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Federal Parliament of Nepal

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The Federal Parliament of Nepal (Nepali: संघीय संसद नेपाल, Saṅghīya Sansada Nēpāl) is the federal and supreme legislative body of Nepal. It is a bicameral federal legislature that consists of the National Assembly as upper house and the

Federal Parliament of Nepal

संघीय संसद, नेपाल
Emblem of Nepal
HousesNational Assembly,
House of Representatives
Founded5 March 2018 (20 months ago) (2018-03-05)
Preceded byConstituent Assembly of Nepal
Bidhya Devi Bhandari
since 29 October, 2015
Nanda Kishor Pun
since 31 October 2015
Chairman of the National Assembly
Ganesh Prasad Timilsina, NCP
since 15 March 2018
Sashikala Dahal, NCP
since 19 March 2018
Speaker of the House of Representatives
since 1 October 2019
Deputy Speaker of the House of Representatives
Shiva Maya Tumbahamphe, NCP
since 16 March 2018
Leader of the House of Representatives
Khadga Prasad Oli, NCP
since 4 March 2018
59 assemblymen
275 representatives
House of Representatives Nepal 2018.svg
House of Representatives political groups
Government (190)

Opposition (84)

Vacant (1)
Assemblee nationale nepalaise.svg
National Assembly political groups
Government (44)

Opposition (15)

  •      NC: 13
  •      RJPN: 2
First-past-the-post & Proportional representation
Single transferable vote
26 November and 7 December 2017
National Assembly last election
7 February 2018
Meeting place
Nepalese Constituent Assembly Building.jpg
International Convention Centre, New Baneshwor, Kathmandu, Nepal
Constitution of Nepal


Legislatures of Kingdom of NepalEdit

The former Parliament of Nepal was dissolved by King Gyanendra in 2002, on the grounds that it was incapable of handling the Maoist rebels. The country's five main political parties have staged protests against the king, arguing that he must either call fresh elections or reinstate the elected legislature. In 2004, the king announced that parliamentary elections would be held within twelve months; in April 2006, in response to major pro-democratic protests, it was announced that Parliament would be reestablished.[3] The current prime minister of Nepal is Khadga Prasad Oli.

Interim Legislature of NepalEdit

After the success of the April 2006 people's movement, on January 15, 2007, the old parliament was dissolved and replaced by the 330-member interim legislature of Nepal.[citation needed] By the legislature an Interim Constitution was promulgated and a constituent assembly election was held in April 2008. The 601-member assembly on 28 May 2008 abolished the 238-year-old monarchy and declared the country a republic. The parliament constituent assembly, which was initially given two years to draft a new constitution, was dissolved on 27 May 2012 after its failure to draft a new constitution due to differences over restructuring the state.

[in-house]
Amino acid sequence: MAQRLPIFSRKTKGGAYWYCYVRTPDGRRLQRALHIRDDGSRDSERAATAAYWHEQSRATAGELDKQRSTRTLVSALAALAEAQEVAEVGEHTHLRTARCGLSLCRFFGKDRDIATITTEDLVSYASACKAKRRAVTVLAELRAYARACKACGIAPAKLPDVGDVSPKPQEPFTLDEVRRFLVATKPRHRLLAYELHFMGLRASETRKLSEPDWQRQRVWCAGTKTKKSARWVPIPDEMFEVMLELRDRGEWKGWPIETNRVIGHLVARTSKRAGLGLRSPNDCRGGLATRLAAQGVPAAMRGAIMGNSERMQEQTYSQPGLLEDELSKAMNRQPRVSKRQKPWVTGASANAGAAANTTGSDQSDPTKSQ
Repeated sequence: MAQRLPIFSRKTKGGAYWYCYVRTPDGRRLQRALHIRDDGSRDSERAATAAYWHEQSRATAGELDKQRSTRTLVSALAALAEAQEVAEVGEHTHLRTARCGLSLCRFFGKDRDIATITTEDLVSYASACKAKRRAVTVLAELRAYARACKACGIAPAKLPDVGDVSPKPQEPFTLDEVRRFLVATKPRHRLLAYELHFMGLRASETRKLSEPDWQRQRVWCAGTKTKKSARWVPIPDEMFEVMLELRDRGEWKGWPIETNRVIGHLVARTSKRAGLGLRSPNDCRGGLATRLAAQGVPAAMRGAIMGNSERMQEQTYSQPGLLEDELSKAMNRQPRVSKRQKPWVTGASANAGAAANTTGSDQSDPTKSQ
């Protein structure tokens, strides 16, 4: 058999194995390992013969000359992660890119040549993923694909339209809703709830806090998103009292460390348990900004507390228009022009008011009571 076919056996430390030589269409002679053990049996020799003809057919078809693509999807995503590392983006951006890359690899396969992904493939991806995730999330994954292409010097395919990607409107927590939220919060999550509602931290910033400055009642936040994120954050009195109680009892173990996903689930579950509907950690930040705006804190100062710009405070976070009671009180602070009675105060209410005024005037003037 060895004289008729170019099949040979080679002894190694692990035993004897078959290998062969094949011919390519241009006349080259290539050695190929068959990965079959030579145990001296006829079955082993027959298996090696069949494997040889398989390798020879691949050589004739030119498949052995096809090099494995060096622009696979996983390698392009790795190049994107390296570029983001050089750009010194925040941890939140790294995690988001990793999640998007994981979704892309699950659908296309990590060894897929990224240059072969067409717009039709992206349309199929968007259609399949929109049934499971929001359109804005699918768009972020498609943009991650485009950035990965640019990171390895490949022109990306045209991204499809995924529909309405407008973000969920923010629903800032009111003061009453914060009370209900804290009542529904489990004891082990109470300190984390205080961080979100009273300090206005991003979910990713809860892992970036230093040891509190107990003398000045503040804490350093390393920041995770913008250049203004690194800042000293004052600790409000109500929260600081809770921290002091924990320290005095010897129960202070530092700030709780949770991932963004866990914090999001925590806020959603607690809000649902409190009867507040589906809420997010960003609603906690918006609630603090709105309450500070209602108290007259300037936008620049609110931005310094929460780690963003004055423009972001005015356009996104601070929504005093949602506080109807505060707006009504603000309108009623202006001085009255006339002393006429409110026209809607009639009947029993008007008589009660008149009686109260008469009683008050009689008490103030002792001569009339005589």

Legislature Parliament of NepalEdit

The Legislature Parliament of Nepal was expired by 21 January 2018 (7 Magh, 2074 BS).[4]

The second Nepalese Constituent Assembly was converted into legislative parliament of Nepal after the promulgation of the constitution on September 20, 2015.[5] The second Nepalese Constituent Assembly was formed after failure of first Constituent Assembly to draft a new constitution. The second Nepalese Constituent Assembly has completed its task by successfully promulgating the constitution on September 20, 2015.


According to the Constitution of Nepal 2015, Nepal has a two-chamber Parliament (संसद).[6] The House of Representatives (प्रतिनिधि सभा) has 275 members elected for a five-year term; 165 are elected from single-seat constituencies and 110 drawn from a proportional party list.

The National Assembly (राष्ट्रिय सभा) has 59 members elected for a six-year term. Among the 59 members, three members are nominated by the President. The remaining 56 are elected from all seven provinces equally (eight each). They must include at least three women, one Dalit, and one member from disabled groups.

President of NepalEdit

House of RepresentativesEdit

National AssemblyEdit

Powers and rightsEdit

Parliamentary committeesEdit

House of RepresentativesEdit


International Relations

Industry, Commerce, Labour and Consumer Interest

Law, Justice, and Human Rights

Agriculture Cooperative and Natural Resources

Women and Social

State Affairs

Development and Technology

Education and Health

Public Account

National AssemblyEdit

Sustainable Development and Good Governance

Legislative Management

Delegated Legislation and Government Assurances

National Interest and coordination among members


Parliamentary Hearing

State Direction, Principle Rules and Responsibility

Women's RepresentationEdit

Nepal currently has a woman as deputy speaker of the Parliament. On 16 March 2018 Shiva Maya Tumbahamphe elected as the deputy speaker of the house.[7] Women’s representation in the Parliament of Nepal has increased in the Constituent Assembly, which will have immense role to draft the future constitution of Nepal.[3]

Parliament HouseEdit

See alsoEdit


  1. ^ "Elected Speaker". Nepal Republic Media. Kathmandu, Nepal. 1 October 2019. Archived from the original on 1 October 2019. Retrieved 15 March 2018.
  2. ^ a b "FSF-N to join NCP-led govt". 28 May 2018.
  3. ^ a b "Nepal's Political Development: Nepal Constituent Assembly Portal". Archived from the original on 3 August 2010. Retrieved 10 April 2010.
  4. ^ "संविधानसभा प्रथम". Retrieved 13 December 2017.
  5. ^ "Nepal elects first woman speaker of parliament - Times of India".
  6. ^ "Archived copy" (PDF). Archived from the original (PDF) on 23 December 2015. Retrieved 8 December 2015.CS1 maint: archived copy as title (link)
  7. ^ "CPN-UML leader Tumbahamphe elected to Deputy Speaker of HoR". 16 March 2018.

External linksEdit